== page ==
This election season has been wild. Donald Trump surrogates have tried to slam Hillary Clinton by quoting Beyoncé, who is a Clinton supporter. After Jay Z held a concert in support of Clinton late last week, Trump himself even criticized Clinton and Jay Z. And on Sunday night, yet another Trump surrogate tried to attack Clinton because of her associations with Jay Z. As you might expect, it didn't go very well for her. 

During Sunday night's CNN Tonight, Don Lemon showed a clip of Trump slamming Clinton for associating with Jay Z despite some of the lyrics used in his songs. Angela Rye, a liberal panelist, started things off by arguing that Trump wasn't actually bothered that Clinton said he uses lewd language, nor is he bothered by Jay Z or Beyoncé's lyrics. Instead, she said he's bothered that Jay Z and Beyoncé "cannot support a Donald Trump presidency and that damaged his very, very fragile ego in all kinds of ways."

Then, it was Scottie Nell Hughes' turn. The Trump surrogate started by saying, "As an Evangelical Christian, I can actually say I think he was more bothered by the multiple uses of the MF word that night and the N-word that was used within the lyrics in the songs." She then said, "One of his main videos starts off with a crowd throwing mazel tov cocktails at the police and this very much anti-police message that Beyoncé has had this year." Wait, what does the video show?!?

Hughes meant to say "Molotov cocktail," as Don Lemon pointed out. A Molotov cocktail (which you can see in action here), also known as a poor man's grenade, is an improvised explosive that is made out of a bottle with flammable liquid inside and a cloth used to ignite it.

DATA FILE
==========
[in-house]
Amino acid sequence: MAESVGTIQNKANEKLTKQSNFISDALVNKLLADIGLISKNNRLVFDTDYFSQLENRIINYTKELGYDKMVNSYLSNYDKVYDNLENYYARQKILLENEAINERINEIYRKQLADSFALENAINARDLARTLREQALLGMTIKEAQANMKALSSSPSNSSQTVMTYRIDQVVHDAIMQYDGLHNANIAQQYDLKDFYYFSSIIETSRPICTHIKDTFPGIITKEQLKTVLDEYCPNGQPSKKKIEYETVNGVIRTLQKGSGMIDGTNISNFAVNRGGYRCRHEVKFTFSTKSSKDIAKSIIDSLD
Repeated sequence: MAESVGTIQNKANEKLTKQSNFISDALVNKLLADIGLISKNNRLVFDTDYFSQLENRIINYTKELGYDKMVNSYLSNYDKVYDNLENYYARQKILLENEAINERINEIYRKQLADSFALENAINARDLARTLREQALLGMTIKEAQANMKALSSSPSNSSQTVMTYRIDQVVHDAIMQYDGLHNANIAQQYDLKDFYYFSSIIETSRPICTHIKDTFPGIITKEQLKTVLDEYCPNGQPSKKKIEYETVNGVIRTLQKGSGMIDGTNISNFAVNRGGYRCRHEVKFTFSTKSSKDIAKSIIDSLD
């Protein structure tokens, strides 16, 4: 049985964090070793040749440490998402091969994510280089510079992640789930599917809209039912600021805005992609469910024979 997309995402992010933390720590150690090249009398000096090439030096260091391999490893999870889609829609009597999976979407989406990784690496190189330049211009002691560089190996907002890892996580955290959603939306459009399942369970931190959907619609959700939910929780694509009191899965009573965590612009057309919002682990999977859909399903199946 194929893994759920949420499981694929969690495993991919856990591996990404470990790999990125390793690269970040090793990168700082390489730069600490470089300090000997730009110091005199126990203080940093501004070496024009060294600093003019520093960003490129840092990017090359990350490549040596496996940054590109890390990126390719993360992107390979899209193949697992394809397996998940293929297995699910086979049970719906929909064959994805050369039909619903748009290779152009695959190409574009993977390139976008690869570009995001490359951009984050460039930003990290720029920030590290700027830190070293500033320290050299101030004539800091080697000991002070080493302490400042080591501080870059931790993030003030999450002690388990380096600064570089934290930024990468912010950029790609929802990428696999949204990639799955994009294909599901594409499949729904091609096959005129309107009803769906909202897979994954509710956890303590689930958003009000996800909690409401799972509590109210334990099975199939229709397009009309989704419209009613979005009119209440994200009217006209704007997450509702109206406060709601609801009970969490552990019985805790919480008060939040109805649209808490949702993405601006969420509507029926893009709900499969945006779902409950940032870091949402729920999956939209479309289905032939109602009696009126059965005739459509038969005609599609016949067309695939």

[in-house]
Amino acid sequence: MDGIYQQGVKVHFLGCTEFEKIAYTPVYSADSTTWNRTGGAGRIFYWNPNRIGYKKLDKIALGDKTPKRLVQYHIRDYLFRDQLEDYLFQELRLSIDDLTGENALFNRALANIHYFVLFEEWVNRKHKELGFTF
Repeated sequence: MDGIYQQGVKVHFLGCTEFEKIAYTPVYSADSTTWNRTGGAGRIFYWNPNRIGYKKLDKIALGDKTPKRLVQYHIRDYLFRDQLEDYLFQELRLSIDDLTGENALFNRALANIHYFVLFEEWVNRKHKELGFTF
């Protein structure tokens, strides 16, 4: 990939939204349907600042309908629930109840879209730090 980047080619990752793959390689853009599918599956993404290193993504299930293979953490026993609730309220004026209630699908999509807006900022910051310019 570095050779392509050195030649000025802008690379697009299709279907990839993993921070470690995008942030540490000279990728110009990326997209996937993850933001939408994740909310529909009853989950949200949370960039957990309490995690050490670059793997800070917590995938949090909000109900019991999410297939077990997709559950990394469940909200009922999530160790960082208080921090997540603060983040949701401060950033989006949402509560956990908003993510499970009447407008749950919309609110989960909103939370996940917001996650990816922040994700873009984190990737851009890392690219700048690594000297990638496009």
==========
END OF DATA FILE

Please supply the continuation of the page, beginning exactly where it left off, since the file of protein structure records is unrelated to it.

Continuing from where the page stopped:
Hughes acknowledged her mistake on Twitter a short time later and said she needed a nap. But she also doubled down on her attack on Jay Z on Monday morning and linked to a conservative website that argued Jay Z and Kanye West's "No Church in the Wild" music video "celebrates anti-police riots."

In Hughes' defense, the "No Church in The Wild" music video does indeed start off with someone lighting and then throwing a Molotov cocktail:

But to clarify for the self-described "Evangelical Christian," "mazel tov" is a Jewish phrase that literally translates to "good luck" and is generally used to express congratulations. 

Maybe if Hughes had spent more time listening to Jay Z in recent years, she would know the term. On "Roc Boys," Hov raps: "Rich niggas, black Bar Mitzvahs/Mazel tov, it's a celebration bitches, L'Chaim." (L'Chaim is a toast that means "to life.")

Of course, Twitter had jokes about Hughes' blunder:

If nothing else, this shows that Trump surrogates should probably stop trying to attack Clinton by throwing unnecessary shade at hip-hop artists.